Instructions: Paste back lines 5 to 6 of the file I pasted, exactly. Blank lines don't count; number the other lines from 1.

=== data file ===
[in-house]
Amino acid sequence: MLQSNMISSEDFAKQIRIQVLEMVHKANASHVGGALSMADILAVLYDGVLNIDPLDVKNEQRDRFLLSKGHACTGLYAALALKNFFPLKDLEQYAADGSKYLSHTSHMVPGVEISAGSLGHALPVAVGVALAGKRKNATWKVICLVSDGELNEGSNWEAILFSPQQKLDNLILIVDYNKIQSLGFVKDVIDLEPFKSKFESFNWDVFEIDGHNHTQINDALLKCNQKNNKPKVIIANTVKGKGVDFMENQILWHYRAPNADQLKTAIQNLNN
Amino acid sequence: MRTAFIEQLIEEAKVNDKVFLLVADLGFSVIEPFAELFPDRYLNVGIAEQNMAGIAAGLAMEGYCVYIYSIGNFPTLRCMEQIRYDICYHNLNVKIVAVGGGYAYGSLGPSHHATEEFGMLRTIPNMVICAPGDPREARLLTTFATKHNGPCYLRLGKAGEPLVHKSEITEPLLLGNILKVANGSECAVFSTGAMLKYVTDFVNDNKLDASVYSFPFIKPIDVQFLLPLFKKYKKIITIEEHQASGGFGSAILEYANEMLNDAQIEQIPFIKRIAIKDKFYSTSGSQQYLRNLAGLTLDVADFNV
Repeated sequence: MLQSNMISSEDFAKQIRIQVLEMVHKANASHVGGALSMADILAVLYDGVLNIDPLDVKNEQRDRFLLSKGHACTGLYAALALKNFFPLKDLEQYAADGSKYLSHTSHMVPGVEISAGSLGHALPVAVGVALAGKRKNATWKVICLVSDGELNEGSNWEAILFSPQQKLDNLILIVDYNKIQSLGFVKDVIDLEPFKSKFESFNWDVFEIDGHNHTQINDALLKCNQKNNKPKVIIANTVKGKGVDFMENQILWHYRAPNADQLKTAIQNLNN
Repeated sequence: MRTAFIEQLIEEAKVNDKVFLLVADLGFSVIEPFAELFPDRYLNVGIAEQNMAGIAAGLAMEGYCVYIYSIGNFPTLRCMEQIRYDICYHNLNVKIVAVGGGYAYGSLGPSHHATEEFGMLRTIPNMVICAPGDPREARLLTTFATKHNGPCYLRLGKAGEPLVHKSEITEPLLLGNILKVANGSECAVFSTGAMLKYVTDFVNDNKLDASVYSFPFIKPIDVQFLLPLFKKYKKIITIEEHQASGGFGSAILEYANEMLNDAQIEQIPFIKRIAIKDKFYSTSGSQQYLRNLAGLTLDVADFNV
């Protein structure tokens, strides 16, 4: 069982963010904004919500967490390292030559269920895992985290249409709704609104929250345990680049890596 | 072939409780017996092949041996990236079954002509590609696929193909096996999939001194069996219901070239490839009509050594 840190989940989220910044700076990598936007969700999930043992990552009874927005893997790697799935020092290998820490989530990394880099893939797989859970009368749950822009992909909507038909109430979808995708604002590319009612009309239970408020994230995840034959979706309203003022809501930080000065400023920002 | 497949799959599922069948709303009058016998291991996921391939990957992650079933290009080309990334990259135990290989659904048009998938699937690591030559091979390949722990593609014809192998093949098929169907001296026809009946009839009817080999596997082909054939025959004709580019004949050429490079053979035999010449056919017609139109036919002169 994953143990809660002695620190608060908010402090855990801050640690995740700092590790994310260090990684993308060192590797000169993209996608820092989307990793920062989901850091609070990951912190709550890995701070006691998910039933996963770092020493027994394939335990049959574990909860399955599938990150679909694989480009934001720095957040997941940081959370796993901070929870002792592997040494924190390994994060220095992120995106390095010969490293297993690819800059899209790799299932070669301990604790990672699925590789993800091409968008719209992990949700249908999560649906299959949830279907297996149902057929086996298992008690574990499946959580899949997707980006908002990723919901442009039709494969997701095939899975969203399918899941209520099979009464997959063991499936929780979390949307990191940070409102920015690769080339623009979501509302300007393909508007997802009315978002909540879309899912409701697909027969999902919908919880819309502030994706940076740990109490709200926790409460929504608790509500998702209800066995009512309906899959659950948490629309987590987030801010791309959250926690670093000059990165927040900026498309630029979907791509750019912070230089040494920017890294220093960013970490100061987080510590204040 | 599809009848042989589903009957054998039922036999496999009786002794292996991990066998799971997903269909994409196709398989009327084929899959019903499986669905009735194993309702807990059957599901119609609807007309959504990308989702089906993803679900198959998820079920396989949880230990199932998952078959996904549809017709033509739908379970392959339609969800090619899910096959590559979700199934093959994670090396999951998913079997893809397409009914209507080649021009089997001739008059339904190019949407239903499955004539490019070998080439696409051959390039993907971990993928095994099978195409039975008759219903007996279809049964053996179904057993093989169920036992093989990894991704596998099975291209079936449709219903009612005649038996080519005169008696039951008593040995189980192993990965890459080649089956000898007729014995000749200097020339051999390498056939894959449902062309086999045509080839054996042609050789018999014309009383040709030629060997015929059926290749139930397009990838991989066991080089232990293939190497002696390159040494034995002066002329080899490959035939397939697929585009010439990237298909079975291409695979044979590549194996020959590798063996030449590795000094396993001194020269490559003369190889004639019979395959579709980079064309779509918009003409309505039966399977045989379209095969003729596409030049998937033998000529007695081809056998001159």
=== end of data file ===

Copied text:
Repeated sequence: MRTAFIEQLIEEAKVNDKVFLLVADLGFSVIEPFAELFPDRYLNVGIAEQNMAGIAAGLAMEGYCVYIYSIGNFPTLRCMEQIRYDICYHNLNVKIVAVGGGYAYGSLGPSHHATEEFGMLRTIPNMVICAPGDPREARLLTTFATKHNGPCYLRLGKAGEPLVHKSEITEPLLLGNILKVANGSECAVFSTGAMLKYVTDFVNDNKLDASVYSFPFIKPIDVQFLLPLFKKYKKIITIEEHQASGGFGSAILEYANEMLNDAQIEQIPFIKRIAIKDKFYSTSGSQQYLRNLAGLTLDVADFNV
């Protein structure tokens, strides 16, 4: 069982963010904004919500967490390292030559269920895992985290249409709704609104929250345990680049890596 | 072939409780017996092949041996990236079954002509590609696929193909096996999939001194069996219901070239490839009509050594 840190989940989220910044700076990598936007969700999930043992990552009874927005893997790697799935020092290998820490989530990394880099893939797989859970009368749950822009992909909507038909109430979808995708604002590319009612009309239970408020994230995840034959979706309203003022809501930080000065400023920002 | 497949799959599922069948709303009058016998291991996921391939990957992650079933290009080309990334990259135990290989659904048009998938699937690591030559091979390949722990593609014809192998093949098929169907001296026809009946009839009817080999596997082909054939025959004709580019004949050429490079053979035999010449056919017609139109036919002169 994953143990809660002695620190608060908010402090855990801050640690995740700092590790994310260090990684993308060192590797000169993209996608820092989307990793920062989901850091609070990951912190709550890995701070006691998910039933996963770092020493027994394939335990049959574990909860399955599938990150679909694989480009934001720095957040997941940081959370796993901070929870002792592997040494924190390994994060220095992120995106390095010969490293297993690819800059899209790799299932070669301990604790990672699925590789993800091409968008719209992990949700249908999560649906299959949830279907297996149902057929086996298992008690574990499946959580899949997707980006908002990723919901442009039709494969997701095939899975969203399918899941209520099979009464997959063991499936929780979390949307990191940070409102920015690769080339623009979501509302300007393909508007997802009315978002909540879309899912409701697909027969999902919908919880819309502030994706940076740990109490709200926790409460929504608790509500998702209800066995009512309906899959659950948490629309987590987030801010791309959250926690670093000059990165927040900026498309630029979907791509750019912070230089040494920017890294220093960013970490100061987080510590204040 | 599809009848042989589903009957054998039922036999496999009786002794292996991990066998799971997903269909994409196709398989009327084929899959019903499986669905009735194993309702807990059957599901119609609807007309959504990308989702089906993803679900198959998820079920396989949880230990199932998952078959996904549809017709033509739908379970392959339609969800090619899910096959590559979700199934093959994670090396999951998913079997893809397409009914209507080649021009089997001739008059339904190019949407239903499955004539490019070998080439696409051959390039993907971990993928095994099978195409039975008759219903007996279809049964053996179904057993093989169920036992093989990894991704596998099975291209079936449709219903009612005649038996080519005169008696039951008593040995189980192993990965890459080649089956000898007729014995000749200097020339051999390498056939894959449902062309086999045509080839054996042609050789018999014309009383040709030629060997015929059926290749139930397009990838991989066991080089232990293939190497002696390159040494034995002066002329080899490959035939397939697929585009010439990237298909079975291409695979044979590549194996020959590798063996030449590795000094396993001194020269490559003369190889004639019979395959579709980079064309779509918009003409309505039966399977045989379209095969003729596409030049998937033998000529007695081809056998001159």